St. Mary’s Batallion

“A great sign appeared in heaven: a woman clothed with the sun, with the moon under her feet and upon her head a crown of twelve stars.” Revelation 12:1.


We are Catholics dedicated to defending the teachings of our most blessed Lord Jesus Christ and His most Holy Catholic Church. We are named after the most important saint of the Catholic Church, Saint Mary, the Mother of God. One of the titles of Our Blessed Mother is “destroyer of all heresies,” as it is written in Genesis 3:15: “I will put enmity between thee and the woman and thy seed, and her seed: she shall crush thy head, and thou shall lie in wait for her heel.”


One of the heresies of our time is the idea that divorced and remarried couples can receive Holy Communion. Another is that there “LGBT families” headed by homosexual couples can legitimately exist.

After Pope Francis’ apostolic exhortation “Amoris Laetitiae” was published in March 2016, the seeds were planted for giving Communion to divorced and remarried Catholics that were not eligible to receive an annulment.

Two months later, on May 11, 2016 San Diego Bishop Robert McElroy announced that he would convene a diocesan synod that would take place in August 2016. After the synod ended in October 2016, Bishop McElroy e-mailed all 99 parishes within the Diocese of San Diego the following letter, which confirms that he agrees with these heresies:

November 8, 2016

My dear brother Priest:

I want to inform you about the tenor and outcome of the diocesan synod which we held last weekend.

I want to begin by thanking the pastors in particular for the superb quality of the delegates whom they selected to represent their parishes. The delegates reflected the great diversity of cultures and ages in San Diego and Imperial counties, and they were uniformly men and women of deep faith, great love for the church, and profound dedication to the Catholic vision of marriage and family life. The talents, experience level and insights of the delegates were truly edifying.

I also want to thank the twenty five priest delegates who caringly contributed by their presence and insights to the dialogue, deliberation and decision making. I know that this was a significant drain on them, especially over a weekend, and I am deeply grateful.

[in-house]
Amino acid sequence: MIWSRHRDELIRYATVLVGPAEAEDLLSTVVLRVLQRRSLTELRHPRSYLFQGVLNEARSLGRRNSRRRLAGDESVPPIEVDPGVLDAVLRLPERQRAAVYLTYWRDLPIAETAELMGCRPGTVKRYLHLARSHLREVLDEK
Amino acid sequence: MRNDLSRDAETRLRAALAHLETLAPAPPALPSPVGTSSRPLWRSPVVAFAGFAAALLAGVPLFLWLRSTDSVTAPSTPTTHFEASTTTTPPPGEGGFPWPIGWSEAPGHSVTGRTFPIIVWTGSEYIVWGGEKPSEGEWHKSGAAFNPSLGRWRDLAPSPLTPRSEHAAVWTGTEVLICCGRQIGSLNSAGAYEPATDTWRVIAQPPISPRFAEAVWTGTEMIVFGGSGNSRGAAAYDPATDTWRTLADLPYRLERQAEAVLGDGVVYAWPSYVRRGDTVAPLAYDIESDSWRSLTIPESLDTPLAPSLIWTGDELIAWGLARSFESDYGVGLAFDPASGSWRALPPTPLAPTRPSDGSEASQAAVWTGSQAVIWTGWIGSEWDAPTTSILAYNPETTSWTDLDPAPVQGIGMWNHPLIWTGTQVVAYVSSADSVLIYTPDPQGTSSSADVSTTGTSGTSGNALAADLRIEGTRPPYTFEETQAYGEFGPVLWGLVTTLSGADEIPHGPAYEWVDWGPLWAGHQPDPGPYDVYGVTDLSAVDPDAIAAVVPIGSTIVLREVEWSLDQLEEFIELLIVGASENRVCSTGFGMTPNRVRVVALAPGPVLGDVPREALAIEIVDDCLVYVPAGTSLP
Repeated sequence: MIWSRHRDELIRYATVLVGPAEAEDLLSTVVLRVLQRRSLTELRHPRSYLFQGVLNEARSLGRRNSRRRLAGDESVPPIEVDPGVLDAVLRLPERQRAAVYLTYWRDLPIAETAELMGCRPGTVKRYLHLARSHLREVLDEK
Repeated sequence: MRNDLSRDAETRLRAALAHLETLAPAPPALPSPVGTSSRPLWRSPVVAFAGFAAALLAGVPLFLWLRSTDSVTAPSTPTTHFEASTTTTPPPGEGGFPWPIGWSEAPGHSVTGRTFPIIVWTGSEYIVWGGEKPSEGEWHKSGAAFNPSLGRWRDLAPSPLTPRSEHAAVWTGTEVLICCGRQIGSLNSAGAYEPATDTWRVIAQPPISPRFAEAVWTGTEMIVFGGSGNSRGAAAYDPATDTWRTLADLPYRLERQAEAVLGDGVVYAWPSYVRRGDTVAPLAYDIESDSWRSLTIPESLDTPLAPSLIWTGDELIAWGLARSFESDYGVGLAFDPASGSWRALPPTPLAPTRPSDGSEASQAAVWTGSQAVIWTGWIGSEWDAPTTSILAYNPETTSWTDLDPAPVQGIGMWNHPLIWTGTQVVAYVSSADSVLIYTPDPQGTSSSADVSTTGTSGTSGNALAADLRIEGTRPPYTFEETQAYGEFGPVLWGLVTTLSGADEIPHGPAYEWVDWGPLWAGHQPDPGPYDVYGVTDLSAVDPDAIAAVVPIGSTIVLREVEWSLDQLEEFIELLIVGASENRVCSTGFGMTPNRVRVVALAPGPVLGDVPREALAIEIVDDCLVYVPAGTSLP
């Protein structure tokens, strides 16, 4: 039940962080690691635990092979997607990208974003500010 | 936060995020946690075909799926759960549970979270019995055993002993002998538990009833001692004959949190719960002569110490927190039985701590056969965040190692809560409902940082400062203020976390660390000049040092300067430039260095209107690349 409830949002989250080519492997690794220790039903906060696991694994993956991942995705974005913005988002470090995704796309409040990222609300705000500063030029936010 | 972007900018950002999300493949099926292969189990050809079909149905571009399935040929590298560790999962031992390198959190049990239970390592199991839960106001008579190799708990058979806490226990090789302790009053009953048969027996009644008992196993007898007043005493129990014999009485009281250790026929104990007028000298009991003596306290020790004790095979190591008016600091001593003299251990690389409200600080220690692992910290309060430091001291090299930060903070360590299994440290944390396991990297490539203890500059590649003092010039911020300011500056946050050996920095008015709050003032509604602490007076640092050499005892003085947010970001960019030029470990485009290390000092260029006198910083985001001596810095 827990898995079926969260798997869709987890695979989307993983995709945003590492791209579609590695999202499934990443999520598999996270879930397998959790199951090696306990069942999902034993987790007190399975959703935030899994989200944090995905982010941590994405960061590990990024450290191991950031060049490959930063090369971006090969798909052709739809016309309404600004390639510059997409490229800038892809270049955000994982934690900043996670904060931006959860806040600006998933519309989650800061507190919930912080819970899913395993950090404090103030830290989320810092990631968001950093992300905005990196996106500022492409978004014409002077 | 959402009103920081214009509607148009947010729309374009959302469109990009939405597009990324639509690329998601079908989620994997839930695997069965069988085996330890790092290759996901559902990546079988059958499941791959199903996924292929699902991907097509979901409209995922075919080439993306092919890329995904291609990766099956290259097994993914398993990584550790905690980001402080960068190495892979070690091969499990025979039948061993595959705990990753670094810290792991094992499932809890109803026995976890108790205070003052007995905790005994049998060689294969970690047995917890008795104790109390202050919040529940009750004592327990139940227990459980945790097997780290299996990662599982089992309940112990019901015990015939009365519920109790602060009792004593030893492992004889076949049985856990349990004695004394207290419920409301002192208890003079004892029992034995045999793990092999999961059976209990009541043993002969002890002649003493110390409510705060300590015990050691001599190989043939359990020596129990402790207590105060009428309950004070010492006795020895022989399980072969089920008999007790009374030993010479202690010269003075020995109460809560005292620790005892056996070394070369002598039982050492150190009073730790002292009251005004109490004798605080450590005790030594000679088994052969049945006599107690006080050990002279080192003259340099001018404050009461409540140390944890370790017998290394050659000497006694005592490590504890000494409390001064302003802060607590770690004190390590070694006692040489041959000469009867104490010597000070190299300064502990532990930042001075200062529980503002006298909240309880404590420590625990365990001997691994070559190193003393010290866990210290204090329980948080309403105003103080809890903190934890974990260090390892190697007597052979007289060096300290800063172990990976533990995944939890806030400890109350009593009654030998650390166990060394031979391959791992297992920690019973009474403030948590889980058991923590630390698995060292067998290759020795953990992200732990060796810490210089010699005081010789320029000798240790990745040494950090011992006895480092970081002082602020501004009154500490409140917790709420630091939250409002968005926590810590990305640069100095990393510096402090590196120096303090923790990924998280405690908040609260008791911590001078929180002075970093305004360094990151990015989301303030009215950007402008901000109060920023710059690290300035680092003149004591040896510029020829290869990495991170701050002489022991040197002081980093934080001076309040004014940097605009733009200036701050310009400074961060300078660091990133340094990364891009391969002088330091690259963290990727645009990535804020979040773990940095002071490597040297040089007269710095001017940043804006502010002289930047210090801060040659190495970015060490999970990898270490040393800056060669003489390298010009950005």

I found the synodal process to be an inspiring and robust model for pastoral planning and decision-making in the diocese. It dramatically brought lay voices and reflections too the heart of a central pastoral question for our local church, in union with the priests, deacons, religious, theologians and the bishop. It has fashioned a set of proposals which form a vibrant outreach in the area of marriage and family life in fidelity to the teachings of the church and mandate of Amoris Laetitiae.

The deliberations pointed the need for renewed dedication to the witness of married couples to the depth, permanence, sanctity and sacrifice which lie at the heart of the Catholic conception of marriage. They underscored the need to make a spirituality of marriage and family life more available to our parishioners, especially to young couples who often find it less automatic to bring prayer and the Gospel into their marriage and role as parents. The synod pointed to the need to invite young couples lovingly, non-judgmentally and energetically into Catholic marriage and to provide mentors for them. The synod spoke movingly to the need for the church to reach out to divorced men and women at every moment of their journey to support them spiritually and pastorally, to help them move through the annulment process, and to assist those who are divorced, and remarried and cannot receive an annulment to utilize the internal forum of conscience in order to discern if God is calling them to return to the Eucharist. Finally, the Synod proposed a spirituality of family life which is deeply inclusive: embracing mothers and fathers beautifully bonded in their married love and the love of their children, as well as single parents, those who are widowed, our many military families where deployment brings great stress, LGBT families, families which deportation has split and families with members who have special needs.

I have attached below both the long form and short form of the goals produced by the synod. I am also attaching a brief summary which you may want to use or edit in your bulletin for November 12-13, since I recognize it is too late for this weekend.

During the coming months I will be working with committee of synod delegates who will focus on the implementation of these goals. The goals tend to divide into two sets, one involving diocesan level actions and the other parish initiatives. Please know that we discussed during the synod and will make a centerpiece of the implementation process the recognition that they synod cannot be placing significant new demands of time and energy upon the priests and parish staffs.

I will be in conversation with the Presbyteral Council during the coming weeks about the diocesan synod, its strengths and weaknesses, and how it might be an ongoing part of the life of the diocese every two or three years. In this regard, it may be a model we can use two years from now in conjunction with the theme of the next international synod in Rome, which is pastoral outreach to young adults.

Once again, I want to thank you for your help in making the synod possible and in particular your ongoing ministry in support of the great divine gifts of marriage and family life.